What happens when a psychologist gets to decide your child’s future?
I married Amanda* in my second year of dental school, hoping to become an endodontist—a root canal specialist. She was in her third year of university, studying to become a psychologist. We were both from assimilated families who had lived in the US for generations. Religion played no part in our childhood, and we had no intention of it having any bearing on our future lives.
Our beautiful daughter, Margie, was born several years later, when we were both established in our careers. Amanda is a real Type-A personality, driven and persistent. There was no way a needy, helpless infant was going to derail her career, or get in the way of her life. She took two weeks of maternity leave and then hired a full-time nanny from a reputable agency so she could go back to her practice. I urged her to take a little more time, just to relax and bond with the baby, but Amanda refused. She had no patience for the nitty-gritty of parenthood; late-night feedings and diaper changes wore her out, and, in her own words, she “didn’t do baby talk.” She loved our daughter in her own way, but she left most of the grunt work to the hired help. I cut down my hours at my dental practice to spend some time with my precious daughter, because I felt she needed at least one parent involved in her life.
Thankfully, Margie was born with a sweet, good-natured personality, and seemed to thrive, even with a mostly absent mother. On weekends, I took her on long drives, spent hours singing to her and telling her silly stories, forming a bond that would continue to grow throughout her childhood. Amanda called her a “Daddy’s girl,” and claimed she had me wrapped around her pinky, which was true.
When Margie was four years old, we let the nanny go and registered her in pre-kindergarten. I wanted to send her to the public pre-K near our home, but Amanda refused. “Do you really want Margie to come home with drugs and guns?” she asked scornfully.
“Drugs? Guns? C’mon. She’s barely four,” I retorted, but Amanda’s mind was made up.
Ironically, the only private kindergarten in the neighborhood was an Orthodox day school, which was said to have a stellar curriculum and exceptional teachers. The longer day and art classes were what sealed the deal. Amanda didn’t like the Orthodox any more than I did, but the school served her needs, which was getting Margie an excellent education, and keeping her occupied for most of the day.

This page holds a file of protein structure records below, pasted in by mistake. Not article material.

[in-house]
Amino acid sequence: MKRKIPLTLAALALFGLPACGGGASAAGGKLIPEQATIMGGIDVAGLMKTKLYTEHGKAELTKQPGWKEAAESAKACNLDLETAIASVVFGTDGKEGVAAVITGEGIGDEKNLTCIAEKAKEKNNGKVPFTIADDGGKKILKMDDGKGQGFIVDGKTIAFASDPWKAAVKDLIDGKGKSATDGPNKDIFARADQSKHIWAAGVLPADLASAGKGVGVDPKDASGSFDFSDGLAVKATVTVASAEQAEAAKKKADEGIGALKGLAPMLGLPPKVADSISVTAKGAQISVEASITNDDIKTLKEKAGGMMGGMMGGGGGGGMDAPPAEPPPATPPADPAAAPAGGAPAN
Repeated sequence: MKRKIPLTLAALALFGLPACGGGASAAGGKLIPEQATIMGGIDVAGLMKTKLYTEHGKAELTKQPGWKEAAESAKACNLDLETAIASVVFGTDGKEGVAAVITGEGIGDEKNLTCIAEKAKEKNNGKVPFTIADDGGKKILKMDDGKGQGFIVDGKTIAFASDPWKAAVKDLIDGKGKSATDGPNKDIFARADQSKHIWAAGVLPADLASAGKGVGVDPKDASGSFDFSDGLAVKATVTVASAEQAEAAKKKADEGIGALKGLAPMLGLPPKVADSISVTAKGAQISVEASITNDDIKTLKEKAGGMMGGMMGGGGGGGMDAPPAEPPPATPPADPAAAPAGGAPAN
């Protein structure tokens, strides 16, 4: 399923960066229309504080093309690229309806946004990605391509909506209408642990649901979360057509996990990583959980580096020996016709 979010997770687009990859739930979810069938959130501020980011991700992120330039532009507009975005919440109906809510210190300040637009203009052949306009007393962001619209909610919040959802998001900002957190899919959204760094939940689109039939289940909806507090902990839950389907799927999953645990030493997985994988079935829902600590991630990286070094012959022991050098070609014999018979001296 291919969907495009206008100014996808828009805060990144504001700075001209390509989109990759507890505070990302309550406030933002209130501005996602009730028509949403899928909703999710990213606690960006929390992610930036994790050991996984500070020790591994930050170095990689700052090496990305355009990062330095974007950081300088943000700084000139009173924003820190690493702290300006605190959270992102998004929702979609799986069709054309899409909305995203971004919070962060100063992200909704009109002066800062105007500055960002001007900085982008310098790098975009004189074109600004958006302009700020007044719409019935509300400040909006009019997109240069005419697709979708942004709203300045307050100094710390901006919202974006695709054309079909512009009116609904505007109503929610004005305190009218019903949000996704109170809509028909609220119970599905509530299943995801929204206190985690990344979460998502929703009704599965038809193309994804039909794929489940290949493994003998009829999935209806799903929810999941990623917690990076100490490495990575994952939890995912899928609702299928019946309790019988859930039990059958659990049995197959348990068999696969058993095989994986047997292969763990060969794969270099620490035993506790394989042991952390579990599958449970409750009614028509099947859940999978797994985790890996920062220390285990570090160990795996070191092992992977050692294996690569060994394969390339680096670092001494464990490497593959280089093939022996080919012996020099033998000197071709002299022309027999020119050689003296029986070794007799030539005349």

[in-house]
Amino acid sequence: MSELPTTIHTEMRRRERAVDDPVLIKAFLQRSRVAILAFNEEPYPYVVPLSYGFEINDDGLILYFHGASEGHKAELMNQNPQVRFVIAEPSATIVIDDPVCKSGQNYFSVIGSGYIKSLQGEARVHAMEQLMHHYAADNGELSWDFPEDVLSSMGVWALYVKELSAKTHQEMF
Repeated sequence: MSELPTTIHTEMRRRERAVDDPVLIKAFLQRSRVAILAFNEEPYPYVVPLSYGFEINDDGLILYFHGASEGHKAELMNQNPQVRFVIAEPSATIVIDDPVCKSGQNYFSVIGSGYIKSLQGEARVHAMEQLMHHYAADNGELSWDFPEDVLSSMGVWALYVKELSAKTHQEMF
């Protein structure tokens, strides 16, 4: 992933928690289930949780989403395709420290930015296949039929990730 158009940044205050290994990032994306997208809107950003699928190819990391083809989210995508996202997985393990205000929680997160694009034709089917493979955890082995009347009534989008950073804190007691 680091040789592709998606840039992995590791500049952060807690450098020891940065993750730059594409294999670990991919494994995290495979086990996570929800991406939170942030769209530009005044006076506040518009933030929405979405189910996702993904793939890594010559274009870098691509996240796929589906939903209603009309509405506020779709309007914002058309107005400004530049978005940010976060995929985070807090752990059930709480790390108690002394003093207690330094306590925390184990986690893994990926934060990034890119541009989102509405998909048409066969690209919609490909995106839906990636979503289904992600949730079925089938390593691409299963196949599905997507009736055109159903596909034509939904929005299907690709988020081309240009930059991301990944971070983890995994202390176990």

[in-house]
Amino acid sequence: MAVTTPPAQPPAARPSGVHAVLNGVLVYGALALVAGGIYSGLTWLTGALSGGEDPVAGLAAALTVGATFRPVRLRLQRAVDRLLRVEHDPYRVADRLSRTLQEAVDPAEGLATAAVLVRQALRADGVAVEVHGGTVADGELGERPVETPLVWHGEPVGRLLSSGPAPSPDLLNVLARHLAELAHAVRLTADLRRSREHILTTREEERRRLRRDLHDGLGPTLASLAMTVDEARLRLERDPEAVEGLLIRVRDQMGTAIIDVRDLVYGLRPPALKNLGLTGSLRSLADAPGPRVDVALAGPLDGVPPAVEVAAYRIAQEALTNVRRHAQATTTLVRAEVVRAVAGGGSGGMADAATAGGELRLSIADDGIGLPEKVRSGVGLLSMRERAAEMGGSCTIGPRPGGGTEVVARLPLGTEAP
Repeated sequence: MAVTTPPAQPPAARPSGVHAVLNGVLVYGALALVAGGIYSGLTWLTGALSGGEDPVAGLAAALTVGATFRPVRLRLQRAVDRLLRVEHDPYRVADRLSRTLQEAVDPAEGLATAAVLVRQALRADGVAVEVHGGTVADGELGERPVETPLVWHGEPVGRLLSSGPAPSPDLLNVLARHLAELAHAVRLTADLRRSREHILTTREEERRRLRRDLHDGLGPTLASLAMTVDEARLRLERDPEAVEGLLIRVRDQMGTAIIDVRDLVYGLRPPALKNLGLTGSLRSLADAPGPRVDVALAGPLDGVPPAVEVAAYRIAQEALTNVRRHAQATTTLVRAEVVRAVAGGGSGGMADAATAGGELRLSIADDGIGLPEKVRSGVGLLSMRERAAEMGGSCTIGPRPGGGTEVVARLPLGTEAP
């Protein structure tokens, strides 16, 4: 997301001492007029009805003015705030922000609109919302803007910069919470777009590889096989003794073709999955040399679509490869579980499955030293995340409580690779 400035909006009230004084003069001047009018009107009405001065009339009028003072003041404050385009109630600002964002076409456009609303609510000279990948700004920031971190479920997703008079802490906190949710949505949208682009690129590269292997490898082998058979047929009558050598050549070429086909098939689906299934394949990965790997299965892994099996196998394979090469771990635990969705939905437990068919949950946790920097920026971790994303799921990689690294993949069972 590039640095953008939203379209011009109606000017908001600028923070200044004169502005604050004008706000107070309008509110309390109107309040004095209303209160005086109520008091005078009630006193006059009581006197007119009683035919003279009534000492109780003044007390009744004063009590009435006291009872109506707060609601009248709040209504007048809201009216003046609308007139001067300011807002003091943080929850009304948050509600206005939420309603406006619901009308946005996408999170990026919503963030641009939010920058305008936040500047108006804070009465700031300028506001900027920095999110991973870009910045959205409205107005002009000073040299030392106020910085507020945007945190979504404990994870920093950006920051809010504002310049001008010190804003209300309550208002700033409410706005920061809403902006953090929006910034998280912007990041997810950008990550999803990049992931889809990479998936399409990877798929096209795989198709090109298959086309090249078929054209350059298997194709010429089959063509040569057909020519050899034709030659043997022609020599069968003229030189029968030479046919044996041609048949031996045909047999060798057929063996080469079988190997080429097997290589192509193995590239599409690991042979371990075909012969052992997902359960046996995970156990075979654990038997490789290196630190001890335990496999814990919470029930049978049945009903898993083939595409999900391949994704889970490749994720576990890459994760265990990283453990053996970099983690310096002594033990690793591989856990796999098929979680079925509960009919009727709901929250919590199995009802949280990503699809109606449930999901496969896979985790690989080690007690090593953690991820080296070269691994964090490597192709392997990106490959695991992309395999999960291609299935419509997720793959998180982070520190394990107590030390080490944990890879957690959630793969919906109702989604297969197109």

We registered Margie in September of 1998, not dreaming that this would be the start of an experience that would destroy our family and transform our lives.
As I mentioned earlier, Amanda was a Type-A workaholic; she had emergency hours on weekends as well. This meant that Margie and I, who worked more traditional hours, spent a chunk of our weekend together. One Friday night in early September Margie looked outside and noticed it was nearly dark. She gasped and asked for Shabbat candles.
“Shabbat candles? What for?” I asked, confused.
“Morah says that on Friday night, before it gets dark, we light Shabbat candles to welcome the Shabbat queen. It’s almost nighttime. We have to light the candles!”
“Maybe your teacher does that, but we don’t keep Shabbat in our family,” I said, as matter of fact as possible.
Margie had a royal temper tantrum, kicking and screaming, until I was forced to give in. I found two tea lights and helped her light the Shabbat candles. But that was only the beginning. Before I knew it, she was insisting I make the blessing over a cup of wine, and that we eat a traditional Friday night meal. I humored her, thinking it was a passing phase that she’d get over soon enough.
But it only got worse. Margie brought home a cardboard horn for the High Holy Days, and proceeded to blow it, producing the most horrendous noises, for hours. On Sukkot she insisted that I take her to visit her teacher, whom she called Morah, who was hosting a class party in her backyard booth. I met the other parents there, most of whom were religious, or religious-lite. I was the only Dad there without his wife, and the only one who wasn’t wearing a kippah. Margie’s teacher, Sherry, couldn’t stop praising our adorable, brilliant girl, and predicted that she’d go far.
I came home from the event feeling confused and unsettled. I had always been content with my life as an upper-class secular Jew with a successful career; I never had any existential questions about the meaning of life, and if I did, I resolutely pushed it away. My family had never celebrated anything—no Pesach Seder or Chanukah lights, and certainly no Xmas tree. The only thing that had mattered was material success, mingling with the right crowd and enjoying the good life. We lived in a spacious home with a swimming pool, had a timeshare in Aspen and a condo in Boca. Life was busy and filled with new experiences—places to travel, friends to meet, parties to attend.